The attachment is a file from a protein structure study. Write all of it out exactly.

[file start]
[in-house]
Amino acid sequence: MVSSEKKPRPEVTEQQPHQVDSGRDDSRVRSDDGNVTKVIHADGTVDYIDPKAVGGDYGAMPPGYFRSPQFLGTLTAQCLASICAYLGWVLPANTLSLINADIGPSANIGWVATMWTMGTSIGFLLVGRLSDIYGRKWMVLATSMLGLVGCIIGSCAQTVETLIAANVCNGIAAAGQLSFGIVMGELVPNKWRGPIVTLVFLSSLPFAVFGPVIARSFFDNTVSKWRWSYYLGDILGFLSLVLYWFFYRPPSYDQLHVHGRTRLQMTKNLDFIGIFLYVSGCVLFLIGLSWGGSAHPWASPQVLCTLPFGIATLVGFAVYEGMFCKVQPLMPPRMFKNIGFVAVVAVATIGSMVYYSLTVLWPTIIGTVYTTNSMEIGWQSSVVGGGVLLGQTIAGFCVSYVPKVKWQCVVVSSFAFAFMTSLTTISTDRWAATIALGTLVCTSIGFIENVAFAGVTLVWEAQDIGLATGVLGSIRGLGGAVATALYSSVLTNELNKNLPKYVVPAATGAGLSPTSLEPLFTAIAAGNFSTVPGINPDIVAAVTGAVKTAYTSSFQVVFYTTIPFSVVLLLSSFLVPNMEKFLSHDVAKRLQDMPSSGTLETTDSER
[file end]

[in-house]
Amino acid sequence: MVSSEKKPRPEVTEQQPHQVDSGRDDSRVRSDDGNVTKVIHADGTVDYIDPKAVGGDYGAMPPGYFRSPQFLGTLTAQCLASICAYLGWVLPANTLSLINADIGPSANIGWVATMWTMGTSIGFLLVGRLSDIYGRKWMVLATSMLGLVGCIIGSCAQTVETLIAANVCNGIAAAGQLSFGIVMGELVPNKWRGPIVTLVFLSSLPFAVFGPVIARSFFDNTVSKWRWSYYLGDILGFLSLVLYWFFYRPPSYDQLHVHGRTRLQMTKNLDFIGIFLYVSGCVLFLIGLSWGGSAHPWASPQVLCTLPFGIATLVGFAVYEGMFCKVQPLMPPRMFKNIGFVAVVAVATIGSMVYYSLTVLWPTIIGTVYTTNSMEIGWQSSVVGGGVLLGQTIAGFCVSYVPKVKWQCVVVSSFAFAFMTSLTTISTDRWAATIALGTLVCTSIGFIENVAFAGVTLVWEAQDIGLATGVLGSIRGLGGAVATALYSSVLTNELNKNLPKYVVPAATGAGLSPTSLEPLFTAIAAGNFSTVPGINPDIVAAVTGAVKTAYTSSFQVVFYTTIPFSVVLLLSSFLVPNMEKFLSHDVAKRLQDMPSSGTLETTDSER